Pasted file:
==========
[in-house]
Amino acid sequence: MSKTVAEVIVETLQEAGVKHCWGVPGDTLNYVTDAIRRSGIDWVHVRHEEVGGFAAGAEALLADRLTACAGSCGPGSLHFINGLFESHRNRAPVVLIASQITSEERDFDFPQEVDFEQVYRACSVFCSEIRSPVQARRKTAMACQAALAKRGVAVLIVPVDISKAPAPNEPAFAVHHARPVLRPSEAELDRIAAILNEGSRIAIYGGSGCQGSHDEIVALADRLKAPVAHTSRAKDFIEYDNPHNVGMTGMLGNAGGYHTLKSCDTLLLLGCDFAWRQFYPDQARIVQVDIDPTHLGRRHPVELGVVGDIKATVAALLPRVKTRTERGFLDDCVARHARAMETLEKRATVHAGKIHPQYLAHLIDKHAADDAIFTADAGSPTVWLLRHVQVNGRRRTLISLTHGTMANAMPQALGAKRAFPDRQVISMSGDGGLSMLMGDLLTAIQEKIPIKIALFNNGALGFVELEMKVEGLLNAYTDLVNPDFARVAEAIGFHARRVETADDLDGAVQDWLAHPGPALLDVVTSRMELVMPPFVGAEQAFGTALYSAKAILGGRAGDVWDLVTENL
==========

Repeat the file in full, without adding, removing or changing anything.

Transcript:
[in-house]
Amino acid sequence: MSKTVAEVIVETLQEAGVKHCWGVPGDTLNYVTDAIRRSGIDWVHVRHEEVGGFAAGAEALLADRLTACAGSCGPGSLHFINGLFESHRNRAPVVLIASQITSEERDFDFPQEVDFEQVYRACSVFCSEIRSPVQARRKTAMACQAALAKRGVAVLIVPVDISKAPAPNEPAFAVHHARPVLRPSEAELDRIAAILNEGSRIAIYGGSGCQGSHDEIVALADRLKAPVAHTSRAKDFIEYDNPHNVGMTGMLGNAGGYHTLKSCDTLLLLGCDFAWRQFYPDQARIVQVDIDPTHLGRRHPVELGVVGDIKATVAALLPRVKTRTERGFLDDCVARHARAMETLEKRATVHAGKIHPQYLAHLIDKHAADDAIFTADAGSPTVWLLRHVQVNGRRRTLISLTHGTMANAMPQALGAKRAFPDRQVISMSGDGGLSMLMGDLLTAIQEKIPIKIALFNNGALGFVELEMKVEGLLNAYTDLVNPDFARVAEAIGFHARRVETADDLDGAVQDWLAHPGPALLDVVTSRMELVMPPFVGAEQAFGTALYSAKAILGGRAGDVWDLVTENL